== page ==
Each week, someone in the class cried. Their mountain was misshaped. Their bucket wasn't the correct color. Their curly hair was impossible to recreate with paint. Painting, as it turned out, brought out extreme emotions in all of us.
The week that I cried was the week we visited a farm. I was painting a barn and some ducks who were hanging out nearby. It was windy that day and my easel kept nearly tipping. My palette caught a gust, flew off my thumb and landed face-down in a pile of leaves, wasting all of the paint I'd mixed. And those effing ducks. How does one successfully paint moving targets?!
The point is, I too had my week to cry. One by one, painting took us all, humbling us and bringing us to our knees.
I attend a breastfeeding support group every other Wednesday and every week someone else cries. This was my week. Having held strong through the latch issues, the exhaustion, the gas problems, the puking problems, the pumping problems, the challenges of a baby refusing a bottle and much, much more, this week it wasn't even something breastfeeding-related that got me. This week, I admitted to the group that I no longer feel interesting. And then I started to cry.
I've worked my entire adult life. And before I worked a full-time job? I had summer jobs and work study jobs and babysitting jobs and way before that I got paid $2.50 an hour to be a mother's helper for the family down the street. Working has given me purpose and it's given me something to talk about. It's also give others something to latch onto in conversation.
"How's Arc going?" people would ask. "How's teaching English?" "How's working in the PR department?" "How's the babysitting business?"
Working outside the home gives others a simple topic for small talk. What, then, does one ask when you no longer work outside the home?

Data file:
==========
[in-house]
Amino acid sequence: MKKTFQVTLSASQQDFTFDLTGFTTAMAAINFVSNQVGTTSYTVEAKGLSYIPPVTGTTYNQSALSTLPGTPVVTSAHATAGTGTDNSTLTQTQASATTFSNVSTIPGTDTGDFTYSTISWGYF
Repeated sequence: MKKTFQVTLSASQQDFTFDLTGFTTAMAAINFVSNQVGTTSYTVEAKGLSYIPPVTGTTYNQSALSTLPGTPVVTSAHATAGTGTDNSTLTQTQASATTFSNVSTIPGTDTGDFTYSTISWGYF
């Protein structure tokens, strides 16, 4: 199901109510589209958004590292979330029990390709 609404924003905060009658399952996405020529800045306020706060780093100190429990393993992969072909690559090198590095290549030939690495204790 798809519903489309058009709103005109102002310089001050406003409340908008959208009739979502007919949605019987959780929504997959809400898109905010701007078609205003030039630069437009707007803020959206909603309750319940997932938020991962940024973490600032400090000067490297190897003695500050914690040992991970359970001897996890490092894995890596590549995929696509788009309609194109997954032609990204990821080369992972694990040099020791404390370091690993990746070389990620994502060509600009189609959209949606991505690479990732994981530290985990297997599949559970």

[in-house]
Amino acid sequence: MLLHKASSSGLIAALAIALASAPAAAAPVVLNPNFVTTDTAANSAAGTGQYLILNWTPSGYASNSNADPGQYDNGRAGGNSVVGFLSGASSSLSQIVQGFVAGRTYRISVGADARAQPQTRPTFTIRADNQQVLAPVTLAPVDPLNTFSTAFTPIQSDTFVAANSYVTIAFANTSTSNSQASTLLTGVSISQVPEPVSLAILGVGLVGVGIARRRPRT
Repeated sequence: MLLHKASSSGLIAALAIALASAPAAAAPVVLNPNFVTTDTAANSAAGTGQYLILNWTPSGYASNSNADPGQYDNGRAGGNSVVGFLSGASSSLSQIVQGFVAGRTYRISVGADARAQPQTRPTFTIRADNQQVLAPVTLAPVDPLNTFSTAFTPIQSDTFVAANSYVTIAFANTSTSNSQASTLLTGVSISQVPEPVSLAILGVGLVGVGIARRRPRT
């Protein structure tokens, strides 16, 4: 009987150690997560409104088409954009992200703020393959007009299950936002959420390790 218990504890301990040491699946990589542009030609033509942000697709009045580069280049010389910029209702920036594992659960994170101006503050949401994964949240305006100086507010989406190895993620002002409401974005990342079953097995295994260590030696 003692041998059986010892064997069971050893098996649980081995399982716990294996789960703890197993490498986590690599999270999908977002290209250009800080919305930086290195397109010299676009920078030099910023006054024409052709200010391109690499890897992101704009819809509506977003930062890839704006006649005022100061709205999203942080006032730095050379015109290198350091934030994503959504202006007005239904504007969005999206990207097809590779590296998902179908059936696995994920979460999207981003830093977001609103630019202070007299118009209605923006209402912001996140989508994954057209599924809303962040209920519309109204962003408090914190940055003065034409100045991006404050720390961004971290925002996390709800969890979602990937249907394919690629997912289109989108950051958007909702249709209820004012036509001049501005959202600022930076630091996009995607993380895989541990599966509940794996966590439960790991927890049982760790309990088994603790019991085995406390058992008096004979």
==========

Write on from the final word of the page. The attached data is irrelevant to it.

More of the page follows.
In my limited experience, they don't ask much of anything at all. They ask my husband how his job is going and then we skip over me to someone else at the party. Don't get me wrong - I don't honestly know what they're supposed to ask me. What would I ask myself?
Because herein lies the issue. I don't know how to explain what I do all day. Somehow it is 9am when Chris walks out the door and 6pm when he walks in the door and I have made it through via a combination of cleaning someone's butt, wiping puke (repeatedly) off my shirt, soothing and swaying someone to sleep only to have him wake up four seconds after I put him down so I can do something luxurious like eat a yogurt or turn on the TV or go to the effing bathroom. Amidst all of that, the struggling and the smiling, what could I possibly discuss that would be of interest to someone else at a cocktail party?
So this afternoon at breastfeeding group when it was my turn, I talked about how Noah won't stay asleep and how he hates his carrier and how he pukes all the time. And the wonderful woman who runs those meetings said, "Ok Jen, but what is really going on?"
And that's when I took a breath, started to cry, and admitted that I no longer feel interesting.
I'll skip the part about how the group was wonderful (they were! oh how they were!) and move on to say that I am in a decidedly better place at 8pm than I was at 8am this morning and it is all due to that group. This morning I teetered on the edge of a large void of sadness. I reread some of Heather Armstrong's earliest posts about motherhood and I understood them in a way that I never had before Noah was born. I emailed a few friends to let them know that I'm not doing so hot lately, still unable to truly understand why. I don't have the energy or strength to go back to work, but without it the horizon stretches as far as the eye can see, displaying only day after day of exactly the same things.
I don't know if I want to use the word depression; that still feels too strong. But I write this post for someone out there who will eventually have a baby and wake up one day feeling gray and like nothing will ever change again. Get yourself to a support group, breastfeeding or otherwise. I don't know if I'll wake up feeling better tomorrow, but it seriously changed the course of today and at this point, I'll take as many positive afternoons as I can get.